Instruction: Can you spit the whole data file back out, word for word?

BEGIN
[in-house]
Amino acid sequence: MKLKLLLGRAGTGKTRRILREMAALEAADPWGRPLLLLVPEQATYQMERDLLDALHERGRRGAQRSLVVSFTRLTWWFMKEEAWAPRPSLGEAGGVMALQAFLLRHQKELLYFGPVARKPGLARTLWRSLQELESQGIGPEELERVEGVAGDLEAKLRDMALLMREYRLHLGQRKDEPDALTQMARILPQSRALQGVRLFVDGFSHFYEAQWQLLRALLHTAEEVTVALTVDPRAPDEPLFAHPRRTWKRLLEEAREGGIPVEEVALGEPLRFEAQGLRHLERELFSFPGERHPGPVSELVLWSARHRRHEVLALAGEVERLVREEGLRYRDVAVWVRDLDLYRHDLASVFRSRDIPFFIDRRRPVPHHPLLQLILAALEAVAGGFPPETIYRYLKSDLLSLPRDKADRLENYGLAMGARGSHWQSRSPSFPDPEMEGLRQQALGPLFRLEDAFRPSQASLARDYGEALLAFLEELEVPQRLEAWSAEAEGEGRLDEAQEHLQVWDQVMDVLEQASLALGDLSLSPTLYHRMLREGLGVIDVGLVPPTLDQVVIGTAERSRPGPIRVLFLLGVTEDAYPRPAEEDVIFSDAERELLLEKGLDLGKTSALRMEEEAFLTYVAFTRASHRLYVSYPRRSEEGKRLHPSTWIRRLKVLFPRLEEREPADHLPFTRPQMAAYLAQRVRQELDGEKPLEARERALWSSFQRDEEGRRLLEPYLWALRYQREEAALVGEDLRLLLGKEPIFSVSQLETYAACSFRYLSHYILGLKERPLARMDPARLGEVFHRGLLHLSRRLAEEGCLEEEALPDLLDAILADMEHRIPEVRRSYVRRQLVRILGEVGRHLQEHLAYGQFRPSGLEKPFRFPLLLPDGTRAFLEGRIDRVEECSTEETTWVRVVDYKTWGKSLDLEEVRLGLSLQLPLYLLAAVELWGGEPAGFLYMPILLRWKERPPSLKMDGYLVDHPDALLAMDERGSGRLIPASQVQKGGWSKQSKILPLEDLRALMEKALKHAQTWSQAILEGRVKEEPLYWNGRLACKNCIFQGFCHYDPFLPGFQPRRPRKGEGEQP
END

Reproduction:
[in-house]
Amino acid sequence: MKLKLLLGRAGTGKTRRILREMAALEAADPWGRPLLLLVPEQATYQMERDLLDALHERGRRGAQRSLVVSFTRLTWWFMKEEAWAPRPSLGEAGGVMALQAFLLRHQKELLYFGPVARKPGLARTLWRSLQELESQGIGPEELERVEGVAGDLEAKLRDMALLMREYRLHLGQRKDEPDALTQMARILPQSRALQGVRLFVDGFSHFYEAQWQLLRALLHTAEEVTVALTVDPRAPDEPLFAHPRRTWKRLLEEAREGGIPVEEVALGEPLRFEAQGLRHLERELFSFPGERHPGPVSELVLWSARHRRHEVLALAGEVERLVREEGLRYRDVAVWVRDLDLYRHDLASVFRSRDIPFFIDRRRPVPHHPLLQLILAALEAVAGGFPPETIYRYLKSDLLSLPRDKADRLENYGLAMGARGSHWQSRSPSFPDPEMEGLRQQALGPLFRLEDAFRPSQASLARDYGEALLAFLEELEVPQRLEAWSAEAEGEGRLDEAQEHLQVWDQVMDVLEQASLALGDLSLSPTLYHRMLREGLGVIDVGLVPPTLDQVVIGTAERSRPGPIRVLFLLGVTEDAYPRPAEEDVIFSDAERELLLEKGLDLGKTSALRMEEEAFLTYVAFTRASHRLYVSYPRRSEEGKRLHPSTWIRRLKVLFPRLEEREPADHLPFTRPQMAAYLAQRVRQELDGEKPLEARERALWSSFQRDEEGRRLLEPYLWALRYQREEAALVGEDLRLLLGKEPIFSVSQLETYAACSFRYLSHYILGLKERPLARMDPARLGEVFHRGLLHLSRRLAEEGCLEEEALPDLLDAILADMEHRIPEVRRSYVRRQLVRILGEVGRHLQEHLAYGQFRPSGLEKPFRFPLLLPDGTRAFLEGRIDRVEECSTEETTWVRVVDYKTWGKSLDLEEVRLGLSLQLPLYLLAAVELWGGEPAGFLYMPILLRWKERPPSLKMDGYLVDHPDALLAMDERGSGRLIPASQVQKGGWSKQSKILPLEDLRALMEKALKHAQTWSQAILEGRVKEEPLYWNGRLACKNCIFQGFCHYDPFLPGFQPRRPRKGEGEQP